Sunday, January 18, 2009

Santos: An Unlikely Case for Veneration

My formative years were spent in the bosom of the conservative Protestant Midwest. It is a land and culture essentially devoid of any mixing of art and religion. Save for the occasional and obligatory portrait of Christ by Warner Sallman (and the one at my church had an incandescent glow from a light bulb located behind the frame), the only matrimony these two shared was in the kitschy figures that populated the Sunday School flannelgraph board. I expect there was an underlying fear we might be breaking the second commandment’s prohibition on idolatry. At the very least, we didn’t want to be accused of being papists.

A lot of artistic and religious water has passed under the bridge in the intervening decades. I have arrived at the other side with some rather divergent conclusions. It would certainly prove difficult to work as an artist if I held the view that the creation of any and all images is an affront to God. And while some still hold that view or struggle with it—for them I recommend the novels of Chaim Potok: My Name is Asher Lev and The Gift of Ashe Lev—a clear understanding that God wishes for us to place nothing in this world above him allows much freedom in the creation of images. Graven or otherwise.

But back to the derided Catholics, and the Orthodox for that matter. There is no doubt an allure to these traditions for those who have existed in a visual vacuum. A large percentage of the art produced in the Western world for the last thousand years was made in service of these traditions. But with the birth of the Protestant Reformation, countless statues of various saints were obliterated. The clear message was that Christians were not to be in the business of this image making. And for almost five hundred years that was the sole message that some Protestants received, as misguided and unbased in actual scripture and history as it was.

The tradition of creating these statues of saints to supplement religious contemplation and devotion did not end with the Reformation. On the contrary, Rome redoubled its efforts with the Counter-Reformation. The far ranging effects of this initiative shifted the Catholic faith into and throughout the New World. Without a common language in these new territories, it was the artwork that revealed the story of Christ to the indigenous peoples. In Christ and the saints they found the archetypes and personalities already represented in their own religious systems.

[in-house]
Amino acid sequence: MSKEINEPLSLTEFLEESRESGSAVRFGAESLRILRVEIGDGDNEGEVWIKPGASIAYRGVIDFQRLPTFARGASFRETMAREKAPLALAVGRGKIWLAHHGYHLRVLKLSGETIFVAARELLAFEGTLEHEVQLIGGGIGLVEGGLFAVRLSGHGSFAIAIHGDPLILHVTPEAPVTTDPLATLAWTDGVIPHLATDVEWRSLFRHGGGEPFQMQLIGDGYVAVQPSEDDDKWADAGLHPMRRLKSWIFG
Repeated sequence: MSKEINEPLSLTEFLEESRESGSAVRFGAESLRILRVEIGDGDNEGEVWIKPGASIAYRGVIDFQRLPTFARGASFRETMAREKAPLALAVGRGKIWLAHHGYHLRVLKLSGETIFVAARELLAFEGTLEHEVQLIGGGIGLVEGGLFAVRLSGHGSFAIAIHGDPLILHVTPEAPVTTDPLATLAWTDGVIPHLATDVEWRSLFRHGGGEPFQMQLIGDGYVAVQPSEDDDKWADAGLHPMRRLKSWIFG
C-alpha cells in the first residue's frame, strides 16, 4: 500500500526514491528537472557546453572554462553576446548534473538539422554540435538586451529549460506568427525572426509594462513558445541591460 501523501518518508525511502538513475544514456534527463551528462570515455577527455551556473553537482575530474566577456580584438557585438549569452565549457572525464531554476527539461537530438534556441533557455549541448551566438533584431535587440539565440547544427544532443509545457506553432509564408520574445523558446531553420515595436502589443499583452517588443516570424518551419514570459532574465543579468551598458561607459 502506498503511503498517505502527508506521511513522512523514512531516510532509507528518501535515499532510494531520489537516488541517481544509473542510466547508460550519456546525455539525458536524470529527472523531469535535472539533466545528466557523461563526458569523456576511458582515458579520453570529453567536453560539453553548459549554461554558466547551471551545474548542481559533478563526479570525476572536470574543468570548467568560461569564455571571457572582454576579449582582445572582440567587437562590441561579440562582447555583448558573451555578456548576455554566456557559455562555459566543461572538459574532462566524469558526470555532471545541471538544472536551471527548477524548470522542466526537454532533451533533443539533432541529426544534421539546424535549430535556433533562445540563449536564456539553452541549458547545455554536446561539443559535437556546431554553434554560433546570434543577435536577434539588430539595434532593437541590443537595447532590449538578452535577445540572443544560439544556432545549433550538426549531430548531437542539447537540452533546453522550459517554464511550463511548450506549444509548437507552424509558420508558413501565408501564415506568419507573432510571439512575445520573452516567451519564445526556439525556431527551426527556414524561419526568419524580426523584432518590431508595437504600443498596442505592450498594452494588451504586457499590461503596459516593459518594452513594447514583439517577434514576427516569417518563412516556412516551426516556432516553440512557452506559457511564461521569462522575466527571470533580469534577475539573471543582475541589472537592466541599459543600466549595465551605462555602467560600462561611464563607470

This transplantation of the Christian saints to new cultures is where my interest in the santos figure began. In the American Southwest these figures abound. Natives of the region now known as New Mexico were naturally drawn to a religious experience that incorporated ritual. The veneration of saints, aided by statues depicting them, provided a palatable transition.

Here I must delineate the difference between veneration and worship. This is, indeed, at the root of the iconoclasm that sprouted in the Reformation. For Christians, worship is given unto God alone. In some traditions, veneration is permitted when it comes to canonized saints, through their icons and relics. To the casual observer, it might appear that the person venerating an icon of a saint is in fact worshipping a painting—and there can be a fine line—but something else is really taking place. He or she is actually honoring those Christ-like qualities present in the life of that saint, worthy of our consideration and contemplation.

The santos figures themselves are based on prototypes of saint sculptures created in Catholic Europe. With the dynamic expansion of the Catholic faith in the New World the demand for religious art surpassed the supply. The Church eventually relented and allowed craftsmen in these "new" territories to create religious art for use in their new missions and churches. These New World santos often have a bit of a folk art sensibility that comes from an overflow of the traditional art of the original cultures.

The image above is a type of mass produced and generic santo. I found it at TJ Maxx in the home decor section. I felt that, with a little alteration, this could easily be incorporated into one of my altarpieces. I am still figuring out who this little figure will represent and what the scheme of the rest of the altarpiece will be. It is a logical progression, however, to add such a figure. The concept of veneration was an essential element of the first series of altarpieces.

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